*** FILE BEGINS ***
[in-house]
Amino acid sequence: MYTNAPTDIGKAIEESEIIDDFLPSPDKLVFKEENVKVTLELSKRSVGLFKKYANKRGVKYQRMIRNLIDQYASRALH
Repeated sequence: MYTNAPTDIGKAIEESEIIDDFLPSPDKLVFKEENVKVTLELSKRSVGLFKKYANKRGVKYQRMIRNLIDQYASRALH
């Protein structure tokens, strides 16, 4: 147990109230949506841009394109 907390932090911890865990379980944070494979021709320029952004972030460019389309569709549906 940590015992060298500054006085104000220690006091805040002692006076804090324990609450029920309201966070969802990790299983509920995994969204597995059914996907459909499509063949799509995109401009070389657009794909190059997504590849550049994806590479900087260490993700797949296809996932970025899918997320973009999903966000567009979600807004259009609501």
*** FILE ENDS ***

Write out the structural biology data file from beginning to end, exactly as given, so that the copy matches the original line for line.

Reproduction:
[in-house]
Amino acid sequence: MYTNAPTDIGKAIEESEIIDDFLPSPDKLVFKEENVKVTLELSKRSVGLFKKYANKRGVKYQRMIRNLIDQYASRALH
Repeated sequence: MYTNAPTDIGKAIEESEIIDDFLPSPDKLVFKEENVKVTLELSKRSVGLFKKYANKRGVKYQRMIRNLIDQYASRALH
């Protein structure tokens, strides 16, 4: 147990109230949506841009394109 907390932090911890865990379980944070494979021709320029952004972030460019389309569709549906 940590015992060298500054006085104000220690006091805040002692006076804090324990609450029920309201966070969802990790299983509920995994969204597995059914996907459909499509063949799509995109401009070389657009794909190059997504590849550049994806590479900087260490993700797949296809996932970025899918997320973009999903966000567009979600807004259009609501």